They are words to chill the soul of solar project owners when uttered in relation to feed-in tariffs: retroactive FIT cuts. A Ukrainian government smarting at the cost of funding an overly successful solar incentive program appears bent on emulating the approach of governments in Spain, Italy and Czechia by reopening signed payment contracts to reset the monies paid for clean power, despite the costly lawsuits that have greeted such moves in the past.
SolarPower Europe has predicted the volume of new PV capacity added this year will be 4% less than last year’s figure because of the Covid-19 crisis. At the end of 2019, the world had topped 630 GW of solar. For 2020, around 112 GW of new PV capacity is expected, and in 2021, newly installed capacity could be 149.9 GW if governments support renewables in their coronavirus economic recovery plans.
The Ukrainian government’s conference rooms have been stuffier than usual lately, as policymakers and renewable energy industry representatives attempted to thrash out a compromise to reduce the financial burden left on the administration by a feed-in tariff incentive regime which drove almost 2 GW of generation capacity. The resulting retroactive cuts to payments, outlined below by Ukraine-based lawyer Svitlana Teush, have at least had input from both sides.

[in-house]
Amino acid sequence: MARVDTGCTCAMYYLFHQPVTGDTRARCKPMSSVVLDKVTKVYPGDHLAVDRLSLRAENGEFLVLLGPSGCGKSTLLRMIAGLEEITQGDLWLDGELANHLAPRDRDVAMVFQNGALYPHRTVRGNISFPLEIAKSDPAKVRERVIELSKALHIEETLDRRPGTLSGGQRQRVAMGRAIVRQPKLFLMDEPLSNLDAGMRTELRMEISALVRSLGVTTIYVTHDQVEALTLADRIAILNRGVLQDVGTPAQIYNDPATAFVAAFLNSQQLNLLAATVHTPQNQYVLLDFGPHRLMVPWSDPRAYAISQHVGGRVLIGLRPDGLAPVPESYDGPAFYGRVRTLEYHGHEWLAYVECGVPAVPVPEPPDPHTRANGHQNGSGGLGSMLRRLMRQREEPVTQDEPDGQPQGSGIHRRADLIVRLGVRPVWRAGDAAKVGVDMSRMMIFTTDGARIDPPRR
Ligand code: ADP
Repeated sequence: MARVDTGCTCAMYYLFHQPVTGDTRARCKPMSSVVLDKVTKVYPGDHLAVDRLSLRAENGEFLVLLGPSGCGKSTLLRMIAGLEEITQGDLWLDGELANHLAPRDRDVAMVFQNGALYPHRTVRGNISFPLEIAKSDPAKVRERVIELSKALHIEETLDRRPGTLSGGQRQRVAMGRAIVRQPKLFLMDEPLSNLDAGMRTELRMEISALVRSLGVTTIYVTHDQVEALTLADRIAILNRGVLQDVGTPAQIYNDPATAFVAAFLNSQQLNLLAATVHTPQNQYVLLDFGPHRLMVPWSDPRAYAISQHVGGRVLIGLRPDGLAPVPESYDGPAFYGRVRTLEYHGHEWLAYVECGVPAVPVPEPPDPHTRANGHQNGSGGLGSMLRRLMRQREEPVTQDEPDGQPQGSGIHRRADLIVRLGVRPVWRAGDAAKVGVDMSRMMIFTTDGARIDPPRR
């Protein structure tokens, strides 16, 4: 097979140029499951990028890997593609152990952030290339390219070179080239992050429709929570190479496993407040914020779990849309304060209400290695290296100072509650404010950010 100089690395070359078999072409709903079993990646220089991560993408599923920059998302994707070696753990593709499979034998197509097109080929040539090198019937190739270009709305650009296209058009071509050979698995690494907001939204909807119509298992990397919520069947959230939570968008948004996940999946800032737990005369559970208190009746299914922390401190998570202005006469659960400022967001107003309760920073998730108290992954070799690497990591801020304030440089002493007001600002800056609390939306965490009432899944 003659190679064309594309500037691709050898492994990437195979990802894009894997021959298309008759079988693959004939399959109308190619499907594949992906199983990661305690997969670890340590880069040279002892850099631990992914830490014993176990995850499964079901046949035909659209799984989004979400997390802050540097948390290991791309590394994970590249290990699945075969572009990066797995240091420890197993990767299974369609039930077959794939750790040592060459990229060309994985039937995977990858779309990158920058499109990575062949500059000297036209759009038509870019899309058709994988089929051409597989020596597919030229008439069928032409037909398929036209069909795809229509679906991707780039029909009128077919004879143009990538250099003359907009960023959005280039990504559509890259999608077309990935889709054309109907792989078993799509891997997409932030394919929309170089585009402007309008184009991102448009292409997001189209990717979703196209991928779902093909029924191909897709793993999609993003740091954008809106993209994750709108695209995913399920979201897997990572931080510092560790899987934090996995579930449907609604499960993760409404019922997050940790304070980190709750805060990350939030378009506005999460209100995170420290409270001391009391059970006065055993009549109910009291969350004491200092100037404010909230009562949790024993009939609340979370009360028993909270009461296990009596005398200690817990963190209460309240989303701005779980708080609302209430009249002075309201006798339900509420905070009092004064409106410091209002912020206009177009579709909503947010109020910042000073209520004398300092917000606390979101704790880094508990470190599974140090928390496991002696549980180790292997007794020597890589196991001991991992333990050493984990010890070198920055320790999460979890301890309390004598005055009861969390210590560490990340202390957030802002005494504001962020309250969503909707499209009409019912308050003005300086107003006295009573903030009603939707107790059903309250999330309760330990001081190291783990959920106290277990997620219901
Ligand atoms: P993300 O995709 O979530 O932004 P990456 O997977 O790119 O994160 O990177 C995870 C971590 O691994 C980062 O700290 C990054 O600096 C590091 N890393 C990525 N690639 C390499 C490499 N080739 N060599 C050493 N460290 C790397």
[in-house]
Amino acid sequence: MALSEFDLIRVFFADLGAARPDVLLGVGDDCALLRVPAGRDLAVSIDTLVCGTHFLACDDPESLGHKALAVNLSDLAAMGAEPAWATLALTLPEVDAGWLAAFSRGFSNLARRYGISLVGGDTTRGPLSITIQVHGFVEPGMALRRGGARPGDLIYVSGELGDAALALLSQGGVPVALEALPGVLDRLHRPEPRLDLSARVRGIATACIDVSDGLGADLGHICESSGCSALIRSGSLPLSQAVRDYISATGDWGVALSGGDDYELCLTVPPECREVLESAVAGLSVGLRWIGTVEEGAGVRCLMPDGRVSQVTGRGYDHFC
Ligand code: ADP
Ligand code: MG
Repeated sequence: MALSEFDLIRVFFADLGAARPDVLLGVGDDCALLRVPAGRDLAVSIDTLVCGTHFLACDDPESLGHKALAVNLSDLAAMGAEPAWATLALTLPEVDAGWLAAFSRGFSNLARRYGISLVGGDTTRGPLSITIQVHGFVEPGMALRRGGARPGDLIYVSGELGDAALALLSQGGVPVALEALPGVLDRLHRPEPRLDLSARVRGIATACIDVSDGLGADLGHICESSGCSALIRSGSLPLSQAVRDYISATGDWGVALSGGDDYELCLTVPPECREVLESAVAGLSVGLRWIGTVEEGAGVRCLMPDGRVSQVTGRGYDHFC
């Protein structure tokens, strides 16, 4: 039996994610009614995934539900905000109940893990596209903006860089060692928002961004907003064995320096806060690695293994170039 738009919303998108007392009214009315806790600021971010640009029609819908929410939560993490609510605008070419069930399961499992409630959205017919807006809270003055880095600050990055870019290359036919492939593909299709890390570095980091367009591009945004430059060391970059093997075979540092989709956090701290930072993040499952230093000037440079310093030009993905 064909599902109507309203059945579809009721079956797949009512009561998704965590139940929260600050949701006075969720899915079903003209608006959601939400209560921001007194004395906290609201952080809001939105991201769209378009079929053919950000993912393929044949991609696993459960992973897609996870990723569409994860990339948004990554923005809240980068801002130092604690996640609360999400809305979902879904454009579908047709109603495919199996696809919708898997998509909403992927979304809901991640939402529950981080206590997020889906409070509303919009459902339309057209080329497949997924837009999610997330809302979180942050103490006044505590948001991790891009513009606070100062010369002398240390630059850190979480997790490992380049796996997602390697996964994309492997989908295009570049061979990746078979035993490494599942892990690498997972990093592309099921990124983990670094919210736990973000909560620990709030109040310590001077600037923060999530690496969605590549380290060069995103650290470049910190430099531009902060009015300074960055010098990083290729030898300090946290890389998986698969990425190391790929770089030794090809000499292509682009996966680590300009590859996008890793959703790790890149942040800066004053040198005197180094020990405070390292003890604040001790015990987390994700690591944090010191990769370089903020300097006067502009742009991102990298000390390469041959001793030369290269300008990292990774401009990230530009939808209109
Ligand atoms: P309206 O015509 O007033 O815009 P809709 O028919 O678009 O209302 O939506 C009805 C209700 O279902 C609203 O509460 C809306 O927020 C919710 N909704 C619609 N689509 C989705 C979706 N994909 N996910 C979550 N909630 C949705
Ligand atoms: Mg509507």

As of November 2019, certain RES producers have been intermittently forced to reduce their output or halt production of electrical energy altogether under the instructions of Ukraine’s transmission system operator, NEC Ukrenergo. DTEK, along with several other large market players led the call for limitations. Many of the country’s RES producers have become alarmed.
The unfolding effects of the Covid-19 crisis, and fears of a possible second wave, have split analysts trying to guess how the unsubsidized renewables market will emerge as slumping demand continued to distort power markets. pv magazine rounds up the week’s coronavirus developments.
Over the past few months, the Covid-19 pandemic has caused an unprecedented global economic and social crisis all over the globe. Ukraine is no exception. The pandemic has significantly affected all aspects of life, including the country’s domestic energy sector.
Xinyi Solar reported record profits earlier this month, not surprisingly prompting bullish talk of extending its plans to expand production capacity this year and next. However, with PV demand in Europe key to its returns, the company has accepted the coronavirus epidemic may have an impact this year.
The government has suggested PV plant operators accept a ‘voluntary’ 12.5% reduction in feed-in tariffs. If developers refuse, policymakers could impose 15-25% cuts, albeit with payment contracts extended five years. The drastic measures are being considered to reduce the cost of the state-owned Guaranteed Buyer body, which purchases all electricity generated in Ukraine from renewable energy facilities.
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